20 Sep

Were Alive Frontier is the Immersive Survival Horror Adventure You Need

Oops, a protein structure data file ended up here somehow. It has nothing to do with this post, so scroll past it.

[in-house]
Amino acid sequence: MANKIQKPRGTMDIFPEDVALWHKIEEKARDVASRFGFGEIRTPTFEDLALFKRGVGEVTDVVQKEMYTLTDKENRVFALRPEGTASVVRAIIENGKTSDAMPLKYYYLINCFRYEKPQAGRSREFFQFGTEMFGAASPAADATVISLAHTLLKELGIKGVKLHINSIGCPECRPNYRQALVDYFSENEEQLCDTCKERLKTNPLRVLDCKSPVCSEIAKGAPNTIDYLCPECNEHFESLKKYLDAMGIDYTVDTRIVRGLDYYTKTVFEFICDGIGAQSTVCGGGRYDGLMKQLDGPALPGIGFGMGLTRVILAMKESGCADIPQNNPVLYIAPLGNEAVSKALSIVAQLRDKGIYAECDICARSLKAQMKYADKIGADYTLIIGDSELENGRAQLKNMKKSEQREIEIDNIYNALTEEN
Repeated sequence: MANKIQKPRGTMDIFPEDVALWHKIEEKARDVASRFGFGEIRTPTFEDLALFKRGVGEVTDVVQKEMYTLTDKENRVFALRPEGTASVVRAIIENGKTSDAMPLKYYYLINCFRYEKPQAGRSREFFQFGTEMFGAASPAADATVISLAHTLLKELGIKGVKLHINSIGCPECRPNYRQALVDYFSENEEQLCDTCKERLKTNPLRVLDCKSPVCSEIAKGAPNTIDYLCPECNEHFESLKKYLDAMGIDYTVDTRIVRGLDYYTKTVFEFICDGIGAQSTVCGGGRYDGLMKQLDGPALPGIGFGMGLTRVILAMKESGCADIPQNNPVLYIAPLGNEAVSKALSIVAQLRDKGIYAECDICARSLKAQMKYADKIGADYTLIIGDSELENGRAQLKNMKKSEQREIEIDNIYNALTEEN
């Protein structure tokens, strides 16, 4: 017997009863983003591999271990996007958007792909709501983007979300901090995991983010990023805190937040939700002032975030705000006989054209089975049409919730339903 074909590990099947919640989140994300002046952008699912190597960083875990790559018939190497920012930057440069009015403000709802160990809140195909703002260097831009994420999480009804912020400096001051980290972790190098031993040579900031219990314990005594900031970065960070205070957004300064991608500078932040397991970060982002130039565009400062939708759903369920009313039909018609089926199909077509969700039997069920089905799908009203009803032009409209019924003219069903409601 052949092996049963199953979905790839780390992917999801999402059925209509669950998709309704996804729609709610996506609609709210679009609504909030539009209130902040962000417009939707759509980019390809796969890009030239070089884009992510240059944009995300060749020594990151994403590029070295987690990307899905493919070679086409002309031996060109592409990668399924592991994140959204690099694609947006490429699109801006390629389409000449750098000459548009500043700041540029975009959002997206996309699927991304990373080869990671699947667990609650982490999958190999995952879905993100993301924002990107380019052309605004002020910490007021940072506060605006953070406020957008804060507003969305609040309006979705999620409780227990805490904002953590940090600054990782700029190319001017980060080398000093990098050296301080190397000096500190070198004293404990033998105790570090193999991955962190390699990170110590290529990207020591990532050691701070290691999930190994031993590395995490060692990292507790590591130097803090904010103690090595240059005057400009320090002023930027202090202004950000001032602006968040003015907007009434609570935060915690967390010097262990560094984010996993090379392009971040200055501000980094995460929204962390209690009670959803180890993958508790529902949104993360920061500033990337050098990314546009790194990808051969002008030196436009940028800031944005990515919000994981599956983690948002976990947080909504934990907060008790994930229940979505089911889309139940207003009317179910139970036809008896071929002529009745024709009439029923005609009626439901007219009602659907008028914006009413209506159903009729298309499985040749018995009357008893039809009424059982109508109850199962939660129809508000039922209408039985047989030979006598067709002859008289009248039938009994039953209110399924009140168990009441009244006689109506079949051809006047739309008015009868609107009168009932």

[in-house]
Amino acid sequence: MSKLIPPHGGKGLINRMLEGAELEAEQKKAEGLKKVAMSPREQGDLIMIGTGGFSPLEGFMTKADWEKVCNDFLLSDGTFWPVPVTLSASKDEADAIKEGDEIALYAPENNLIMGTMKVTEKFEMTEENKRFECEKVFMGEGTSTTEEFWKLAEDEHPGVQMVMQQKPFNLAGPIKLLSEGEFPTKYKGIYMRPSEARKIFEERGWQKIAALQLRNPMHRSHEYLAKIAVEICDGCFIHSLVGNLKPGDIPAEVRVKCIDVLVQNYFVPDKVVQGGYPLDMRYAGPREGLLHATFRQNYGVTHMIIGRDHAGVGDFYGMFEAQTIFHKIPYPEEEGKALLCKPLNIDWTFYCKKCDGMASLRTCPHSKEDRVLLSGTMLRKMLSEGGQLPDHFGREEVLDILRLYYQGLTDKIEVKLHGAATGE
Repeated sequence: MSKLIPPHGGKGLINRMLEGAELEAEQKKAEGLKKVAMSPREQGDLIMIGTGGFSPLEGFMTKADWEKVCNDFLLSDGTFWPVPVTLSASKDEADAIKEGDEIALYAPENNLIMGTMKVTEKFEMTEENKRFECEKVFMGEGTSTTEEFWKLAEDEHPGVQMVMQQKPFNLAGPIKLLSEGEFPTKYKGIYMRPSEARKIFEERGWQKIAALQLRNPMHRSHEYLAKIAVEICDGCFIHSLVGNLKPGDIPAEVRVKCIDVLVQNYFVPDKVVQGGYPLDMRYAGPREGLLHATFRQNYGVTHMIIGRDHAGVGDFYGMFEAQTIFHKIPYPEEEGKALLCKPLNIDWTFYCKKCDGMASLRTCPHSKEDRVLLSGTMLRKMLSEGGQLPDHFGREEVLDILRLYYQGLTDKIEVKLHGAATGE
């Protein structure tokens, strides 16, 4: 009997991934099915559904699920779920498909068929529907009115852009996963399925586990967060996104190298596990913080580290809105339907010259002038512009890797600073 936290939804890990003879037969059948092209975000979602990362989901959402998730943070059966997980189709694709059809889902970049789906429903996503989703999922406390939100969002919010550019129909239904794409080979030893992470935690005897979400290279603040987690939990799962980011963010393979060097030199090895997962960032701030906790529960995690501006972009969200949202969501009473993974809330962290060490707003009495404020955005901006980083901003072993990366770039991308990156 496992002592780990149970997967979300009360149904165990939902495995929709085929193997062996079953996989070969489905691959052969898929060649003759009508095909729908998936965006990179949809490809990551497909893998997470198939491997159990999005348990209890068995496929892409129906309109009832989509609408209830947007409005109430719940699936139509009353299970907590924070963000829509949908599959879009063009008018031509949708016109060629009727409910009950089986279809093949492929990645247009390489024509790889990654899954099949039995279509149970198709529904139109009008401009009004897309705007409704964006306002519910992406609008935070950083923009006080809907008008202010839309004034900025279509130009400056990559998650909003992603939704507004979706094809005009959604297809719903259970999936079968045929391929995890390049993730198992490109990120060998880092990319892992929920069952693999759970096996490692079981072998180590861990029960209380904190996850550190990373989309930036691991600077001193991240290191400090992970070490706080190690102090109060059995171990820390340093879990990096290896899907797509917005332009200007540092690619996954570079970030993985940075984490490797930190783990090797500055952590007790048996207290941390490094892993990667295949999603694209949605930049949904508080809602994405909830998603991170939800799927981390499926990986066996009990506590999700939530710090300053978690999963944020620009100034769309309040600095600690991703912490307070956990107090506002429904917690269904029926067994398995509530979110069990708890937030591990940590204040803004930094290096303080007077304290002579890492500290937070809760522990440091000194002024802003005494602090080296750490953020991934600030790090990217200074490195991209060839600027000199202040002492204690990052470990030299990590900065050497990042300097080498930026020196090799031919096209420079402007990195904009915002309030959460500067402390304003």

first_img Veteran Game Master Ivan Van Norman is running a post-apocalyptic adventure game that follows a band of survivors as they journey into the infected American Midwest streaming on Alpha. Based on the award-winning podcast, We’re Alive: Frontier features five new characters and countless ways to die. Joining Ivan Van Norman around the table as players are Mythica actress Melanie Stone, Twitch streamer, and cosplayer Alcuin Gersh, Xander Jeanneret of Sagas of Sundry: Madness, Overwatch voice-actress Anjali Bhimani, and Vince Caso of The Guild.I got the chance to chat with Ivan about this exciting tabletop game/TV show hybrid.Let’s get started! So how did you start making your own tabletop RPGs?Ivan: I made my first campaign in the World of Darkness using all of the books. Vampire, Werewolf, Hunter, like everything. During that time myself and a buddy of mine decided to make our own game Outbreak: Undead, in 2011, featured in We’re Alive: Frontier. We have our own publishing company, Hunters Books, which was a side hustle, but now it’s finally got some traction since we partnered with Renegade Game Studios which are putting out all our games. I don’t know if you knew this, but RPGs are cool now! People love interactive storytelling. It’s giving us the capacity to do interactive storytelling that doesn’t require a big budget and a green screen to put together. And there’s no script, so the players know as much as the audience knows. It’s very honest storytelling. As a result, people are starting to show, like the people that watch Critical Role or Horror Show, that they like this more than scripted television because they really honestly feel they’re going on this journey with these characters. It doesn’t matter if it’s one episode or a hundred.Dealing with streaming a show like this, it’s not like a Game Of Thrones budget, but it’s still a big production. What are the challenges and rewards of doing a game in this format?Ivan: The main challenge is making it feel like a game when everyone wants to make it a show. The natural reaction to something like this when a budget is introduced is how much risk can we remove. What do we guarantee? Are we going to need a prop for this item? Are we going to need a set for this location? And from playing RPGs, you know the answer is usually “I have no idea.” I am planning for them to go here, but players will do what players do. And even if you lay out very clear messages for them they may not pick up on it, and that’s just something that happens. So the big challenge when putting together these shows is making it feel very immersive and well thought out while still making it super clear that this is a game and these players have choices. And especially in games like Sagas of Sundry where they have a choice to interact and make difficult choices. Not only the choice to survive, but to live. Make every moment with their cast count. Knowing that there are points where you need to back off and the players tell the story too, which is really what you want when you want a perfect game. Like with We’re Alive: Frontier my goal was to run the game I always wanted to run of Outbreak: Undead. Like if I had the time effort and energy to put I would do every week for my friends. The one I always wanted to run on my own, but we all know that life gets in the way.The benefit is when you are putting together a show like this you have an ultimate commitment from your players, you know? This isn’t just a casual weekend where people come out, you order pizza, and people are diddling on their phones while they’re playing. Everyone here is committed because not only are they all professionals, actors, as well as role players, but they really want to be there. It’s not just a job. They love the material and their cast. And for We’re Alive: Frontier, half the cast have been doing test sessions and have also part of my Outbreak: Undead test group and we’ve been playing together for a year on and off throughout this time. And just having this opportunity to be inclusive, teach people the game, have people feel comfortable, and know they’re not just here to play the game, but to entertain people, to make craft, good story. I think anyone that does an RPG show; they take it beyond. They’re not playing for them, they’re playing for their cast members and the audience.Why We’re Alive? Why adopt this particular podcast?Ivan: We’re Alive, Kc Wayland started his podcast around the time I started Outbreak: Undead. There was a part of me that really celebrated what he did with his world. He has such a gloriously rich world building. He managed to craft a story with zero visuals at all. He did a scripted version of what a lot of games wish they could do all the time. And he had the benefit of having a sound engineering and screenwriting background to basically make this medium for him. He brought back the radio drama and I respect him for that. I really thought that We’re Alive was ripe for a world that we could expand off of it and tell a new story. Looking at his notes, he’s barely touched any of it. He’s got the timeline really figured out, and it seems almost a shame to not dive into that area of his story. And when I brought this up to him he was delighted to hear it. He felt the same way. He wanted to do it he just hasn’t been able to do it, you know? Plus, in my mind, he put We’re Alive together right when the Zombie Survival Guide from Max Brooks took off, the 28 Days Later craze, and the Dawn Of The Dead remake hit.  Even now with the oversaturation with shows like The Walking Dead and Fear The Walking Dead, in my mind those shows have taken a great idea and just applied that formula again. People love survival horror; we want to explore the fantasy of our own disasters. We’re constantly reinventing survival horror like every five or six years. Like Resident Evil, I thought it was dead, but then they made Resident Evil 7, and it’s the Resident Evil we’ve always wanted to play.Yeah, plus there are like seven Resident Evil movies at this point. Might be six?Ivan: The movies are an action-adventure excuse and that’s fine, but that game literally did things emotionally to me that made me feel something with that kind of story.Something else too that comes up in a lot of these sort of formats with people screening games, even like this one, often comedy/levity creep in these environments.Ivan: Breathing moments.Right. People who might not be as familiar who may be fans of things like The Walking Dead might not be prepared for the kind of humor and the frequency of it. How do you explain that to people?Ivan: The thing that always comes to mind with shows like these are how do you create pacing. It can’t just be go go go all the time. It burns everybody out. Burns the players out and the DM. When something does happen, they don’t have the same stakes anymore. You do need to provide those breathing moments to allow perspective. That’s what I love about survival horror. That constant struggle of I want to give you a little something to love and hold on to; then I’m going to rip it away from you like a child with their doll. Then I want to see you cry about it. That’s what you want. Then people start to feel those emotions. A lot of our fans are almost masochistic in their love for these terrible emotions. It’s lovely, it’s unique, and it’s different from I’m just watching this slasher movie and I don’t care about these characters; they can all die. As long as I’m getting some good gore out of it. That’s not at all what this is. It’s about the emotions that come from reacting to something in the moment and having to make a choice of what to do and live with that. It provides real stakes.That’s great!Ivan: It’s great. It’s a fun platform. Alpha is really investing in their talent and their content, and they want to be like the nerdy Hulu, and I say good for them!Excited about We’re Alive: Frontier? Catch up now so you can tune in for the finale on 4/18. Watch it using the promo code “frontier” for a 60-day  free trial on https://www.projectalpha.com/ Hands-On: ‘Oninaki’ Is an Emotional Action RPG ExperienceFan-Made ‘Zelda’ Tabletop Game Returns You to the Wild Stay on targetcenter_img Let us know what you like about Geek by taking our survey.last_img read more